Among the hills of Subcarpatian region in Eastern Poland, lies the old city Sanok. It used to be an important place on the trade route which connected Hungary with Poland. Its strategic location by the river San gave the city an opportunity to thrive, but also placed it in danger of battles during the wars.
The sightseeing of Sanok is recommended to start in the nice market square, surrounded by monumental buildings, freshly revitalised. Then you may see the largest icon collection displayed in partly rebuilt XVI – century castle. This is also a nice view point from the steep bank of river San.
The main attraction of Sanok, which is destination of thousands of tourists each year, is an open-air museum. It collects examples of folk architecture from all of the region’s main ethnic groups. They were deported after the second world war, so abounded buildings were carefully moved to the museum in order to safe the memory of the past.
Wooden cottages, with rustic gardens and a church in the centre make an impression of an authentic village. Around 150 wooden structures, all dating from between the 17th and 20th century lie in naturally shaped terrain, between old trees and a stream. You can get lost in time wandering among this picturesque scenery. There are houses, animal sheds divided into residential and utility spaces, as well as public buildings like a school and the churches, but also some industrial structures – smithy and petroleum extraction machinery. The real gem is the Galician town, where houses around cobbled market square host examples of craft and fading professions, with some souvenirs to buy.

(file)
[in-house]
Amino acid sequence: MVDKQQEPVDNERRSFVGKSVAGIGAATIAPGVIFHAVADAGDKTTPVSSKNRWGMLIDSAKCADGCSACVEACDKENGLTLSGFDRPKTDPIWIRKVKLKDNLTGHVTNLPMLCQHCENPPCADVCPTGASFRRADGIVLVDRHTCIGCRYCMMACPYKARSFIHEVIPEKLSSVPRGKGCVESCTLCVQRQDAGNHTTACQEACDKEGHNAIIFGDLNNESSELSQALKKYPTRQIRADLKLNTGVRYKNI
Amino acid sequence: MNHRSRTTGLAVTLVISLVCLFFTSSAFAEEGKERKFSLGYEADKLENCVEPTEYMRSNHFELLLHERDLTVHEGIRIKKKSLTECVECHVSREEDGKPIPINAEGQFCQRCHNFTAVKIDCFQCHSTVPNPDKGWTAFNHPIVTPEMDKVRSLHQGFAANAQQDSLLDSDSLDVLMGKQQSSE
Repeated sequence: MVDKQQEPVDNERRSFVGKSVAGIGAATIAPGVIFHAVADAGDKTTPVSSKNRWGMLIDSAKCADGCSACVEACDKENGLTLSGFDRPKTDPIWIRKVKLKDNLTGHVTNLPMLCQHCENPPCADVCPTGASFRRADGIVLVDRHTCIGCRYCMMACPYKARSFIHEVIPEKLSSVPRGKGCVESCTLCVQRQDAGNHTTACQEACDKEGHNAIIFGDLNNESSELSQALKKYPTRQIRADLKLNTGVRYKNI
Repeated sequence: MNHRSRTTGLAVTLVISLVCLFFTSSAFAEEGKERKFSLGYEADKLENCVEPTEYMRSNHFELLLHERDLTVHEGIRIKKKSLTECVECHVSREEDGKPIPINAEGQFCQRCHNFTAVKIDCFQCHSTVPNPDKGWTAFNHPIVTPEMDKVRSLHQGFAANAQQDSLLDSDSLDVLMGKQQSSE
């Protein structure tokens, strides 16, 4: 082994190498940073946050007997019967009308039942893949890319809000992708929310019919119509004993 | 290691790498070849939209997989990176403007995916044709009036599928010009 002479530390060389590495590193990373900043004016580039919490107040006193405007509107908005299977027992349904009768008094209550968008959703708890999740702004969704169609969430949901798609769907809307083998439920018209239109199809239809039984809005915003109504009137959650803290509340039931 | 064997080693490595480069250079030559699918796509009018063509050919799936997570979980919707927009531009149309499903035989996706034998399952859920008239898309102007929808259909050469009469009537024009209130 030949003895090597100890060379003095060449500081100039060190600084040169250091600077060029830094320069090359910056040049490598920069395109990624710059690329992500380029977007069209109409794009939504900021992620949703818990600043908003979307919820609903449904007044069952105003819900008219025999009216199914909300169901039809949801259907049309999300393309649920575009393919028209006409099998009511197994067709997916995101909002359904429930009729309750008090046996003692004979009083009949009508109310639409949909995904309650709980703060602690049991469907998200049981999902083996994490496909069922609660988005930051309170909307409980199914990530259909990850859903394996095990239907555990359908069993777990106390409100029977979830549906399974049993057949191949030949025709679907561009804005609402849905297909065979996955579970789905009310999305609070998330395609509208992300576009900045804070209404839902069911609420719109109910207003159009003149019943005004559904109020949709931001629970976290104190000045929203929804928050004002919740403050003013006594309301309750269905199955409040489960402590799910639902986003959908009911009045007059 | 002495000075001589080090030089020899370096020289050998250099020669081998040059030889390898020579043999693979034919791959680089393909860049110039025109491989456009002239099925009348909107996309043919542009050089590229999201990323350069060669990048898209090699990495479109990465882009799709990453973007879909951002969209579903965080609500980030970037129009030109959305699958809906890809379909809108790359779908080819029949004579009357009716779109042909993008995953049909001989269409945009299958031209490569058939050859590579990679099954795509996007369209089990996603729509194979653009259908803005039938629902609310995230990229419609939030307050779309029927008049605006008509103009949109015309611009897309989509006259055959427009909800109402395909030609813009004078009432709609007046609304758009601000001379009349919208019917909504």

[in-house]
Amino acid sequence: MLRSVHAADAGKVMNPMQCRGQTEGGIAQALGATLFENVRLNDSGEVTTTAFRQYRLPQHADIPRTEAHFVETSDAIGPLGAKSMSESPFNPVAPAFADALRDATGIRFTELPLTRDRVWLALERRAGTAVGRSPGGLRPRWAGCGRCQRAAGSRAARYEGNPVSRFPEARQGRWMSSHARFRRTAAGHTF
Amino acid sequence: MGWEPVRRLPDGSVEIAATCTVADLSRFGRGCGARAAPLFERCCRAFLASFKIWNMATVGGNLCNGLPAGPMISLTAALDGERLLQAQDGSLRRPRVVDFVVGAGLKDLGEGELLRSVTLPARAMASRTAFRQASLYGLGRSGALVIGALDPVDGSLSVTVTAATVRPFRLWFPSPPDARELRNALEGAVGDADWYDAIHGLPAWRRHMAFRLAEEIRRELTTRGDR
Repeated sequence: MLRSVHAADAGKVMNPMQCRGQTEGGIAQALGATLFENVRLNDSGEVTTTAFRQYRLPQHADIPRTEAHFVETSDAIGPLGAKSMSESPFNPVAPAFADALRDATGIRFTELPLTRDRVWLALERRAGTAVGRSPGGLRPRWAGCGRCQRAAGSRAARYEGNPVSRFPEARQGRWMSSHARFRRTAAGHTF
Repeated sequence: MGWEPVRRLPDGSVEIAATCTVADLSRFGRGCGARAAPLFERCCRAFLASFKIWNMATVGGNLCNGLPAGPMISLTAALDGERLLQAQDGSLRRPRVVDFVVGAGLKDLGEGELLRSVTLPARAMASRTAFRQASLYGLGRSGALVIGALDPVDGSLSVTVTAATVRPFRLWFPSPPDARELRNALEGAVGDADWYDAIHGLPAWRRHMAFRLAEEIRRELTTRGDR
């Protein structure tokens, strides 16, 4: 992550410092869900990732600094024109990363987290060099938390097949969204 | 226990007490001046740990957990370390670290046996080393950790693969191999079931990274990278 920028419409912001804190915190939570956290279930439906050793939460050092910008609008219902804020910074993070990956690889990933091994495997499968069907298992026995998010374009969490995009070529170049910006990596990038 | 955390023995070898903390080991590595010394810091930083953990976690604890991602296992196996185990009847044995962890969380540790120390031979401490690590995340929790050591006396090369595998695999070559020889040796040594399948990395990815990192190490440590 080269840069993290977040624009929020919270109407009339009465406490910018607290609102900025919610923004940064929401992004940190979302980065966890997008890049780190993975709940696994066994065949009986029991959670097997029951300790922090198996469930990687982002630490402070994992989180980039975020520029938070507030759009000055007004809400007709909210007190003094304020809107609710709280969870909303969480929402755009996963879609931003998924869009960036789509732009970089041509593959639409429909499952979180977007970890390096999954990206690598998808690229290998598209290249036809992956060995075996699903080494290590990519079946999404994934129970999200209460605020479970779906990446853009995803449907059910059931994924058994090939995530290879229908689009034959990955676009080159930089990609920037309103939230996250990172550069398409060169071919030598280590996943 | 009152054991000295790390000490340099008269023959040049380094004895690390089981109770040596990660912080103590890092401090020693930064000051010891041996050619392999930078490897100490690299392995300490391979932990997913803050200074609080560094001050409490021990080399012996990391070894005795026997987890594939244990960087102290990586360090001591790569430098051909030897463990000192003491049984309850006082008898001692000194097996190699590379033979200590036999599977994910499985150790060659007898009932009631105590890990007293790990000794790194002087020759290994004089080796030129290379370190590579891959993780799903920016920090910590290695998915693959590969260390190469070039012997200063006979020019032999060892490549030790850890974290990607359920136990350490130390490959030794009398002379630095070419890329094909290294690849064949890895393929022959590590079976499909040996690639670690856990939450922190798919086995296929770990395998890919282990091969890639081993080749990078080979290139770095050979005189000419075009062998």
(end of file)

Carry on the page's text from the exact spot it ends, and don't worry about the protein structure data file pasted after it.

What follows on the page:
The buildings are placed in the sectors, each dedicated to a different ethnographic and ethnic group. Natural topography was used to this purpose – the Lemko and Boyko sectors are settled in the wooded and hilly parts of the museum’s grounds, while the sectors devoted to Dolinians which means Dalemen and Pogórzans (Uplanders) lie below.
After that lesson of historical life in the surroundings of Sanok, you might be willing to explore the mountainous region which is full of natural beauty.
Text & photos: Dorota Gmiterek